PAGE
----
Question on incorruptibles

Is it the Catholic Church that actually declares a saint to be incorruptible, or is that left up to the individual to decide ?


Dear CreekCrawler,

Could you clarify your question? My understanding of incorruptible is when a saint’s body is exhumed, their body is found to be without decay e.g St. Catherine of Siena. But there again, I could be misunderstanding your question (I’m not the brightest bunny in the box).

What I mean is, does the Church make an authoritative dicision on a body being incorruptible… or does the Church itself stay out of it ?

Thanks for the clarification. Sorry but I will have to hope that someone who knows more about the subject will be able to give you an answer as I do not know what the process is before a saint’s body (or part of it) is declared incorruptible.

I may be wrong, but isn’t there a difference between a formal declaration of incorruptability, and a finding that such an incorruptible state is actually a miracle? It just seems that, without it being any reflection on the individual’s life, there can be many natural explanations for a relative lack of decomposition.

Anyone ?

As it looks like this interesting question hasn’t gone anywhere yet and bearing in mind this is a new topic for me, I did a bit of research. Here are two links to start with, that may help (I admit I only scan read them as it is bedtime over here in the UK):

  1. Roman Catholic Saints and Heroes! -

  2. - you will need to scroll down a little.

There seems to be some controversy and conspiracy theories on the subject, but that is par for the course on anything Catholic.

Good night.

Wouldnt that be pretty self evident? If a body doesnt decay, its incorruptible. If it does decay, then its not. :shrug:

I don’t think the Church concerns itself with this topic anymore. It is used to be a requirement to be a saint centuries ago but not anymore. I think the Church believes it is a possible miracle for a saint but allows for scientific explanations as well. Thus it is an unreliable metric for sainthood. The Church looks to more verifiable miracles, such as a person miraculously cured of terminal illness through the saint’s intercessions (must be well documented).

You would think so… but I have seen lots of ‘examples’ of incorruptible saints, that have quite obviously decayed.

Are you saying the Church made errors in declaring people saints in the past?

So have I, although the only explanation I can think of is any other normal person would have decayed much faster and would have been reduced to a pile of bones whereas the incorruptibles, even if blemished a little, have not.

I would be interested to hear more of this myself.

St. Zita was found to be incorruptible when her body was exhumed in 1580, and she was cannonized in 1698 but well…(WARNING: Some may find this image distressing) You can clearly see she’s decayed since, and has since been mummified.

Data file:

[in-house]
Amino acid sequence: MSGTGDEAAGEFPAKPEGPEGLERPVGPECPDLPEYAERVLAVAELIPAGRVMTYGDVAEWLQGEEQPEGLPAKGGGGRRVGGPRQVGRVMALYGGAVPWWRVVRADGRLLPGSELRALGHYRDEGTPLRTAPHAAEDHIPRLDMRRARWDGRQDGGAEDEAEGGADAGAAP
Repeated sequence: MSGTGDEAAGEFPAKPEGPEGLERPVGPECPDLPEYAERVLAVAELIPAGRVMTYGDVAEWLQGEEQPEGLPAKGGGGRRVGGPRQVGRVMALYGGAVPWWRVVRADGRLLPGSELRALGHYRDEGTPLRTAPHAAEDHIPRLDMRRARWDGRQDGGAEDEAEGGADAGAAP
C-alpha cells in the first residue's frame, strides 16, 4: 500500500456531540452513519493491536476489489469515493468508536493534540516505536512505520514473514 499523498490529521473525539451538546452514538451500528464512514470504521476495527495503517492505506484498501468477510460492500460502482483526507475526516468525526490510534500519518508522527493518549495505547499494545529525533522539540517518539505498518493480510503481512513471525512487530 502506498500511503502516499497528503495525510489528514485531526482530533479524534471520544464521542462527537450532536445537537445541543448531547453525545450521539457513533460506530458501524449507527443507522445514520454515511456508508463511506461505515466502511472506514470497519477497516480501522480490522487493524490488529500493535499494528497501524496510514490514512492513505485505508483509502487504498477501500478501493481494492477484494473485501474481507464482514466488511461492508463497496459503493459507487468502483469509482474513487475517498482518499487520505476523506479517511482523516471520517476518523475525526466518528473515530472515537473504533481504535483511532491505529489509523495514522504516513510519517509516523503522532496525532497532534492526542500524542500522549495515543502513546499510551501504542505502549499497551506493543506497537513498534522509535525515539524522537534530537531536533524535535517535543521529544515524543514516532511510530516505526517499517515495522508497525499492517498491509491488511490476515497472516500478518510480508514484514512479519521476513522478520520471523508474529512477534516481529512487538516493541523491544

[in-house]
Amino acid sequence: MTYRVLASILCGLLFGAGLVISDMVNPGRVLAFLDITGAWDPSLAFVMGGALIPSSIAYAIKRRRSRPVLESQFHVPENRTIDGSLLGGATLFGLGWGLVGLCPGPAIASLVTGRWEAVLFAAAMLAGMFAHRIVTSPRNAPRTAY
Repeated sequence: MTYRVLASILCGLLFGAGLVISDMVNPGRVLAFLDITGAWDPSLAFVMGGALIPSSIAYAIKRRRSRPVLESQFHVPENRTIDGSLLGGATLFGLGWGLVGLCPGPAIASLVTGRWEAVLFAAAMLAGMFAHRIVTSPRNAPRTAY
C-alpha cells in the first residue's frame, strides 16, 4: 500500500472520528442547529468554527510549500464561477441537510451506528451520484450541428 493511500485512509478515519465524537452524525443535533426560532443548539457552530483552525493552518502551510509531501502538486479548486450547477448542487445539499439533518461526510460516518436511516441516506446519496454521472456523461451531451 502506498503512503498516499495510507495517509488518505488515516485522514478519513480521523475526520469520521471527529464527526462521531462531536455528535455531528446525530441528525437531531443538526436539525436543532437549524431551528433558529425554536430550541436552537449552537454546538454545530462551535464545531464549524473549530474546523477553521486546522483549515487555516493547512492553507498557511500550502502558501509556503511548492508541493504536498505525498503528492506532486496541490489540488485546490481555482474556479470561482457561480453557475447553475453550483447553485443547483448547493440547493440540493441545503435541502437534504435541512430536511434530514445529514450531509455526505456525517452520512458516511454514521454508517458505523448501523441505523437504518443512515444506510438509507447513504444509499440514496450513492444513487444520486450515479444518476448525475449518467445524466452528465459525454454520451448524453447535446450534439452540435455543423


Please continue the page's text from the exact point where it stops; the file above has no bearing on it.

I’m led to understand St Bernadette corpse has suffered a similar fate. She too is on display but her face now bears a wax mask due to some discoloration of her face due to a wash of the body done by nuns since her death.

Perhaps Incorruptibility is only a temporary state, I truly do not know enough on the matter but I am keen to hear any official information regarding it.

Just to clarify, incorruptible saints in the context of the question are those saints whose physical bodies (completely or partly) have not decayed. In the second link on my earlier post it says “No one knows why some Saints are preserved from corruption while others aren’t, and incorruptibility is never seen, in itself and by itself, as a proof of holiness. It is a good indicator of such when the deceased was known for his life of faith and virtue – but it’s a phenomenon that can be mimicked by science, by the effects of natural conditions, and by the demonic.” Hope this clarifies things?

May God bless you.

I have to highlight this section because I find this troubling. Though it may be not so now incorruptibility was once a standard by which a saint could be identified. If fell powers can preserve a corpse how are we to know that saint in question is genuine and not a bad individual preserved to confuse Christians, draw false reverence and mock the true saints?

My understanding is that an incorruptible body is not the sole reason for a person being declared or considered an incorruptible saint. The Church looks for evidence in the person’s lives such as being used as instruments of God, such evidence could be the gifts they used to build up the Church, save sinners, heal etc. We would know about the gifts through the writings of the saints and/or others who knew them. Everything would be tested against the Bible and teachings of the Church. Through God’s will and grace only one or two out of hundreds of thousands of saints are canonized by the Church as inspirational and to me, they seem to be the journeys of faith that strengthen, heal or teach others long after the person has departed Home.

Naturally I stand ready to be corrected as this is my view thus far in the discussion.

I think that is possible. I don’t remember specifics, but I do know there were some saints from the early Church that were later found to be more legends than actual saints. Did the Church make an error in putting that name down as a saint? Maybe. I don’t think the Church is infallible in all ways. If that were the case, the error of taking money for indulgences would never have happened.

DISCLAIMER: The views and opinions expressed in these forums do not necessarily reflect those of Catholic Answers. For official apologetics resources please visit